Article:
Dating back to the end of the 19th century, St. George’s Market has long played a major role in the traditions of Belfast. A lively ambiance accompanies the fresh local produce and handicrafts decorating the stalls. Meet some of the 300 traders, musicians and artists to get an idea of the local culture.
Visit the Friday Variety Market, a weekly morning bazaar with about 250 stalls selling fresh food. The fish section is particularly large and impressive. The following day is the Saturday City Food, Craft and Garden Market. Electrify your taste buds with some of the international cuisine offered. Listen to live jazz or flamenco performances in the market. Purchase plants, flowers and intriguing crafts.
Attend the Sunday Food, Craft and Antique Market for its variety of artworks and handicrafts. Purchase scented candles, jewelry, antiques and souvenirs. Peruse the clothes section for bargains.
In addition to the daily markets, many other events take place here. Attend a food festival, art exhibit or concert. Popular artists such as Duffy, Deep Purple and Kasabian have played inside the market building.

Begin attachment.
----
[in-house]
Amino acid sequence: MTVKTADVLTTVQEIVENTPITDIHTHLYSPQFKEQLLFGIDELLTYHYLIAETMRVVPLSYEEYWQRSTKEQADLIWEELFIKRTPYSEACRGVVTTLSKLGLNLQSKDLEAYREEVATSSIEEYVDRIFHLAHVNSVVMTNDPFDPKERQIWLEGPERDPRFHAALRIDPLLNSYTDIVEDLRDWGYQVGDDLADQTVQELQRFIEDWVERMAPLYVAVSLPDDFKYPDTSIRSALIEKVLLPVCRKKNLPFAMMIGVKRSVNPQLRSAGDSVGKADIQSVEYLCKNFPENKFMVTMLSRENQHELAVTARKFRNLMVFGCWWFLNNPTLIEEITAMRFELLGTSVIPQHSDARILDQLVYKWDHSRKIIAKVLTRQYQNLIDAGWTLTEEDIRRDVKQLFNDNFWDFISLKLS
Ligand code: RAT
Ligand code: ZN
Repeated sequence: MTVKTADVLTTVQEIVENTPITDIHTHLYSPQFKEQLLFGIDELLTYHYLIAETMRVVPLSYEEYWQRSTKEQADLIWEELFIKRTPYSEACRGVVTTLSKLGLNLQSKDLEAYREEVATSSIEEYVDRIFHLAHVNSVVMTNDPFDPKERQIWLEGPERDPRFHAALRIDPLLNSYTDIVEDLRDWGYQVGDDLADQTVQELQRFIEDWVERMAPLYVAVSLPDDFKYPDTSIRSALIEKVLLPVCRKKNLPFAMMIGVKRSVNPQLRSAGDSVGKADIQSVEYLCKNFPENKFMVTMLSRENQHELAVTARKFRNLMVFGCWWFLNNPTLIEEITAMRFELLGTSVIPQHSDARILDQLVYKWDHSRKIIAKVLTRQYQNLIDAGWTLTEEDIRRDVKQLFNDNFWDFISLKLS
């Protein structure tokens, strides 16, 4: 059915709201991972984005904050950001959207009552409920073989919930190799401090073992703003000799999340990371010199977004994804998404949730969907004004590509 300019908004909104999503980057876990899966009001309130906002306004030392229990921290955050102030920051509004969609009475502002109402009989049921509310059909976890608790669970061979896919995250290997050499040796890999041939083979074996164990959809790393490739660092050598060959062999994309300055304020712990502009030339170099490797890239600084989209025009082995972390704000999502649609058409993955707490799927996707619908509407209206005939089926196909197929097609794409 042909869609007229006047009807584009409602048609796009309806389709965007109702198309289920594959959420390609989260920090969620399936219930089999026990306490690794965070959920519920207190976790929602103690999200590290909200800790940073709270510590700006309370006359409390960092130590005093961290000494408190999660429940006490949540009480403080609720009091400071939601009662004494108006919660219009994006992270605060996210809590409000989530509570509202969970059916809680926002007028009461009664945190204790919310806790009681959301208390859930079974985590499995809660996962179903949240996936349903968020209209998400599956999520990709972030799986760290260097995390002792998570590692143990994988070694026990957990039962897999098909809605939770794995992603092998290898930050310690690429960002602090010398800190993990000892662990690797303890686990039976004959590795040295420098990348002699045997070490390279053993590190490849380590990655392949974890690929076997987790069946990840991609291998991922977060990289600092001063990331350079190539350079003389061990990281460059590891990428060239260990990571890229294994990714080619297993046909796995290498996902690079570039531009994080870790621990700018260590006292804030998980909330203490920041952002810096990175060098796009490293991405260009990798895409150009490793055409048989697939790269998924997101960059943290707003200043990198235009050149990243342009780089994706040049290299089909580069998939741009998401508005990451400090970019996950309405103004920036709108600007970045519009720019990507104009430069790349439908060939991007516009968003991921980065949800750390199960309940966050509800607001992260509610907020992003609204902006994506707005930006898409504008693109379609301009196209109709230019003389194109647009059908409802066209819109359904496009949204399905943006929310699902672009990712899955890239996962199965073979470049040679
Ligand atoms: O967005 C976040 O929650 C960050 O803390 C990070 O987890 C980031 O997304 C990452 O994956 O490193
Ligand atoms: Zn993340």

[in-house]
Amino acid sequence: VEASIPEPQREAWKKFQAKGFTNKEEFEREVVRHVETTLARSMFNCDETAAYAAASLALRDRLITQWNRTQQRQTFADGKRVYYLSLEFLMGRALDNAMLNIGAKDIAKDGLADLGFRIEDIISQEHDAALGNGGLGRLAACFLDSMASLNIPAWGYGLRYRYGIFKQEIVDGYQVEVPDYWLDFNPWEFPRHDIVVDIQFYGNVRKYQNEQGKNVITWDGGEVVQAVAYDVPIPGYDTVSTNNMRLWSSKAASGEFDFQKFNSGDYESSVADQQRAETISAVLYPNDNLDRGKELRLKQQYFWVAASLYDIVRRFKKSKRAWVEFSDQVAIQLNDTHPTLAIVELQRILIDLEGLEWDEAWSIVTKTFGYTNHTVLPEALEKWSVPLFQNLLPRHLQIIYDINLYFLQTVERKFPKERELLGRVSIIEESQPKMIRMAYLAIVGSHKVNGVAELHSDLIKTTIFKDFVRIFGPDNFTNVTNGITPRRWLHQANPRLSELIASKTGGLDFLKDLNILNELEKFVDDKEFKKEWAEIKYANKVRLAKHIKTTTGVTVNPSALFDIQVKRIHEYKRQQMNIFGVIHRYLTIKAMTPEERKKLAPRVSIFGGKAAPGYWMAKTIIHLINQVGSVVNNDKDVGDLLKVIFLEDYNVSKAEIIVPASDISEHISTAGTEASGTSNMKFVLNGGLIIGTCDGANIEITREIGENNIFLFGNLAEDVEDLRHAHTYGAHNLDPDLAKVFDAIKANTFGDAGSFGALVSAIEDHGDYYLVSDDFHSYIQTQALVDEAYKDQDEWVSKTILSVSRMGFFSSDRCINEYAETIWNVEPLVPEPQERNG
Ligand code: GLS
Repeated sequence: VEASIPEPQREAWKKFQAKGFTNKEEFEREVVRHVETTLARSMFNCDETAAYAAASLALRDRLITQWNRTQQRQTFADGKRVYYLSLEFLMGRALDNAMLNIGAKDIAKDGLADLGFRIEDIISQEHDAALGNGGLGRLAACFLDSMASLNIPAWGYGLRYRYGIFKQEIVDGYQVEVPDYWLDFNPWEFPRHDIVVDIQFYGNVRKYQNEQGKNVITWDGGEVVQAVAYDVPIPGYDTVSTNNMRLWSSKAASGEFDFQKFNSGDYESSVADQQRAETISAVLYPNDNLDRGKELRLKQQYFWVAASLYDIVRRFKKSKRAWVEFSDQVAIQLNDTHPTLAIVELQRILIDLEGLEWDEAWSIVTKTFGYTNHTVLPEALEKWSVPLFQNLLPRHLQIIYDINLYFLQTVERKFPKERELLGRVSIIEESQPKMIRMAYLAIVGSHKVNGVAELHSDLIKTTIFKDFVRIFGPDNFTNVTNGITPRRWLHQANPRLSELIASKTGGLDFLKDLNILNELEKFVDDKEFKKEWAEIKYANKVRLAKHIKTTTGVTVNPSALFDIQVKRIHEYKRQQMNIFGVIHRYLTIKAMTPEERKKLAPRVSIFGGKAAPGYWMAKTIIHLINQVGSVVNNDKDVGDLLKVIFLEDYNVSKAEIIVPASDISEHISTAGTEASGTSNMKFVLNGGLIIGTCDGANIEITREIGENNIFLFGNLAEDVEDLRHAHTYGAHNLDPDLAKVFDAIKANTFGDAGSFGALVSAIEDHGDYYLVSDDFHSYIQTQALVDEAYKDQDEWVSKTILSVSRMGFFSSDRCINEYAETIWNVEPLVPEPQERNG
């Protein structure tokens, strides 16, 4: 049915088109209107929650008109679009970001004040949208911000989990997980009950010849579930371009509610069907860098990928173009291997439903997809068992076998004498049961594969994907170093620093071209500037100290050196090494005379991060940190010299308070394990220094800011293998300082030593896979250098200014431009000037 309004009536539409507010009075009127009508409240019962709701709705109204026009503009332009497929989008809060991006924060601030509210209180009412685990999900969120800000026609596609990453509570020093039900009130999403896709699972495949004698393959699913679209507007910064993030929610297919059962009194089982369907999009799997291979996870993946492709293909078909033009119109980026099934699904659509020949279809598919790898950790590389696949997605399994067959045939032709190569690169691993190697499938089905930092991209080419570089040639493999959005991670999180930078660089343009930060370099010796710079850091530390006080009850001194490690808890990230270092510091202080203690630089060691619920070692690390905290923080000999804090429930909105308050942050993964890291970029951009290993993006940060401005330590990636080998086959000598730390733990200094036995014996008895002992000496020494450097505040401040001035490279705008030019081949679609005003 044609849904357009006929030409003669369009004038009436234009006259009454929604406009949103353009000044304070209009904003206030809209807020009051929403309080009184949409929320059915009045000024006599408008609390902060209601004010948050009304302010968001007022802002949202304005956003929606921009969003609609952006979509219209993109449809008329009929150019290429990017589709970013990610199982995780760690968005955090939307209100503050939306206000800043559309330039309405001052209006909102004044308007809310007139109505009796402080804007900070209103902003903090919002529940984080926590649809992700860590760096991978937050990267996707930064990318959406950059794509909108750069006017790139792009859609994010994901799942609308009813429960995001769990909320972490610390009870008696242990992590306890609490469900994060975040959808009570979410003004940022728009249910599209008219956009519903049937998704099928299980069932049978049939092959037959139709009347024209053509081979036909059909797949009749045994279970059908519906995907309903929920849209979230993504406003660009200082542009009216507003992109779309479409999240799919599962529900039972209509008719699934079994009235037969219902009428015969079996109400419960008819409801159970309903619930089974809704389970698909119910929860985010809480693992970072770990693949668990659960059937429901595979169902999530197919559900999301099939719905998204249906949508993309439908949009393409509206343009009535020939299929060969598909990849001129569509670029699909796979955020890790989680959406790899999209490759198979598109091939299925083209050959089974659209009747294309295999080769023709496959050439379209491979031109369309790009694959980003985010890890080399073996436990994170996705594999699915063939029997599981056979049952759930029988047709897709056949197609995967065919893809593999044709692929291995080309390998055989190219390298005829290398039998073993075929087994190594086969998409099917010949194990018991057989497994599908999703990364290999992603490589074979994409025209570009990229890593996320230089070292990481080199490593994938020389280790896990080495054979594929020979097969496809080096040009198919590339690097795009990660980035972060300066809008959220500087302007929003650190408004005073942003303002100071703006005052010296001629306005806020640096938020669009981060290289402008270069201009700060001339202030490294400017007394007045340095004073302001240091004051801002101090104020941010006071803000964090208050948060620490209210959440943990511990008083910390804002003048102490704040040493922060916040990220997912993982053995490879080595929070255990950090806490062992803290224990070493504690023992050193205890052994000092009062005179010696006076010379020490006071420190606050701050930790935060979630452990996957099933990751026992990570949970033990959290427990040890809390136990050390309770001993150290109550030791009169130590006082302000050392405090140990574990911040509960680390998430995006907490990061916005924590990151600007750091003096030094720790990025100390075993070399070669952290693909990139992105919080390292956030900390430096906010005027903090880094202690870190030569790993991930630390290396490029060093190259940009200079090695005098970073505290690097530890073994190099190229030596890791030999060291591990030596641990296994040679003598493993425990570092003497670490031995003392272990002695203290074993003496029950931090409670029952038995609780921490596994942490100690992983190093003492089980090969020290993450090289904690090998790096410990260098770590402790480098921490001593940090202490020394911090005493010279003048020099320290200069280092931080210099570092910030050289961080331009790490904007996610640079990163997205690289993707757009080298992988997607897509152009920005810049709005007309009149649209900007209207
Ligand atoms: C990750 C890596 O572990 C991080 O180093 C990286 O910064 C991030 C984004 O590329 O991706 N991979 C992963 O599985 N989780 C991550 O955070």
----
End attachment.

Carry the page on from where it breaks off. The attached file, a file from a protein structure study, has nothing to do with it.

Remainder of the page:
A street market has occupied this site since the 17th century, although the structure itself was built later in 1890. Learn how the city used it during World War II as an emergency mortuary, when hundreds of bodies were brought here in an attempt to identify them. After falling into disrepair in the 1980s, the building was fully renovated and finally reopened in 1997.
The main three markets take place from Friday to Sunday. The first two close in the early afternoon, but the Sunday market stays open longer. Use the free Wi-Fi available on site.
St. George’s Market is near the Belfast Waterfront in the center of the city. It is just a few blocks southwest of the River Lagan and a 10-minute walk east of Belfast City Hall. Several multi-story parking lots, such as Victoria Square, are nearby.